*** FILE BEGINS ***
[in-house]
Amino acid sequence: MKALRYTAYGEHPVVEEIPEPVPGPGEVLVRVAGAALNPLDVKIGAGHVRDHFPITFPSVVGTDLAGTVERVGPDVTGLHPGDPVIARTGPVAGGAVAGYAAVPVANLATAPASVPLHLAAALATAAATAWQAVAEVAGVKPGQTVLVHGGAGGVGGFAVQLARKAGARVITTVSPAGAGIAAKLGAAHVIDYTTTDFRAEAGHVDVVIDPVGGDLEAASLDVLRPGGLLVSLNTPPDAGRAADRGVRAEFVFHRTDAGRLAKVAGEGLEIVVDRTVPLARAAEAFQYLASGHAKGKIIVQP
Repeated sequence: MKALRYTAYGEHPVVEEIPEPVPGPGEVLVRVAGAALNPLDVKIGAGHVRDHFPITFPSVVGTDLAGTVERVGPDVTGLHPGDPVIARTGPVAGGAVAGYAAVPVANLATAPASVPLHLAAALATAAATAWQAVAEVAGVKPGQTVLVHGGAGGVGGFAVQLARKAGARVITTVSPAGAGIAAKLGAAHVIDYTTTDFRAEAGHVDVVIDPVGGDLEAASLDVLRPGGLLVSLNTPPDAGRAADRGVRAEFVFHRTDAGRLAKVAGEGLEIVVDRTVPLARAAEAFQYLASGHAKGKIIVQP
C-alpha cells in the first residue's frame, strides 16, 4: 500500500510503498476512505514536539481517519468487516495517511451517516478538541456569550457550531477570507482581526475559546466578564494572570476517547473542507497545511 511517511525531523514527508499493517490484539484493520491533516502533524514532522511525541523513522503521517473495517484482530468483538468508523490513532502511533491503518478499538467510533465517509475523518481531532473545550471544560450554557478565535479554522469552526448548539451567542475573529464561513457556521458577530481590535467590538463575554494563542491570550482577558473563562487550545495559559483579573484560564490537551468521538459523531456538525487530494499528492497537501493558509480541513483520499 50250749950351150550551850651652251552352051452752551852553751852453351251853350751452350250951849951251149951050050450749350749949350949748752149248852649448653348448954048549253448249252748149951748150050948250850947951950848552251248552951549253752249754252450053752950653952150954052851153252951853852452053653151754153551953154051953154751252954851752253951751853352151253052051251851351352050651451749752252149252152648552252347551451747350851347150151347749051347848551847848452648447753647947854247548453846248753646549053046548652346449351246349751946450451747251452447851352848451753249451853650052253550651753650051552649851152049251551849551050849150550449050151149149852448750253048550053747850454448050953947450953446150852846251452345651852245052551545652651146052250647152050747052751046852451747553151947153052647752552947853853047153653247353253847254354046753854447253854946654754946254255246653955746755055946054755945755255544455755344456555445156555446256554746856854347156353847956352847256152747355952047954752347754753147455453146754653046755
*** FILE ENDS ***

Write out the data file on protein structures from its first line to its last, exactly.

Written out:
[in-house]
Amino acid sequence: MKALRYTAYGEHPVVEEIPEPVPGPGEVLVRVAGAALNPLDVKIGAGHVRDHFPITFPSVVGTDLAGTVERVGPDVTGLHPGDPVIARTGPVAGGAVAGYAAVPVANLATAPASVPLHLAAALATAAATAWQAVAEVAGVKPGQTVLVHGGAGGVGGFAVQLARKAGARVITTVSPAGAGIAAKLGAAHVIDYTTTDFRAEAGHVDVVIDPVGGDLEAASLDVLRPGGLLVSLNTPPDAGRAADRGVRAEFVFHRTDAGRLAKVAGEGLEIVVDRTVPLARAAEAFQYLASGHAKGKIIVQP
Repeated sequence: MKALRYTAYGEHPVVEEIPEPVPGPGEVLVRVAGAALNPLDVKIGAGHVRDHFPITFPSVVGTDLAGTVERVGPDVTGLHPGDPVIARTGPVAGGAVAGYAAVPVANLATAPASVPLHLAAALATAAATAWQAVAEVAGVKPGQTVLVHGGAGGVGGFAVQLARKAGARVITTVSPAGAGIAAKLGAAHVIDYTTTDFRAEAGHVDVVIDPVGGDLEAASLDVLRPGGLLVSLNTPPDAGRAADRGVRAEFVFHRTDAGRLAKVAGEGLEIVVDRTVPLARAAEAFQYLASGHAKGKIIVQP
C-alpha cells in the first residue's frame, strides 16, 4: 500500500510503498476512505514536539481517519468487516495517511451517516478538541456569550457550531477570507482581526475559546466578564494572570476517547473542507497545511 511517511525531523514527508499493517490484539484493520491533516502533524514532522511525541523513522503521517473495517484482530468483538468508523490513532502511533491503518478499538467510533465517509475523518481531532473545550471544560450554557478565535479554522469552526448548539451567542475573529464561513457556521458577530481590535467590538463575554494563542491570550482577558473563562487550545495559559483579573484560564490537551468521538459523531456538525487530494499528492497537501493558509480541513483520499 50250749950351150550551850651652251552352051452752551852553751852453351251853350751452350250951849951251149951050050450749350749949350949748752149248852649448653348448954048549253448249252748149951748150050948250850947951950848552251248552951549253752249754252450053752950653952150954052851153252951853852452053653151754153551953154051953154751252954851752253951751853352151253052051251851351352050651451749752252149252152648552252347551451747350851347150151347749051347848551847848452648447753647947854247548453846248753646549053046548652346449351246349751946450451747251452447851352848451753249451853650052253550651753650051552649851152049251551849551050849150550449050151149149852448750253048550053747850454448050953947450953446150852846251452345651852245052551545652651146052250647152050747052751046852451747553151947153052647752552947853853047153653247353253847254354046753854447253854946654754946254255246653955746755055946054755945755255544455755344456555445156555446256554746856854347156353847956352847256152747355952047954752347754753147455453146754653046755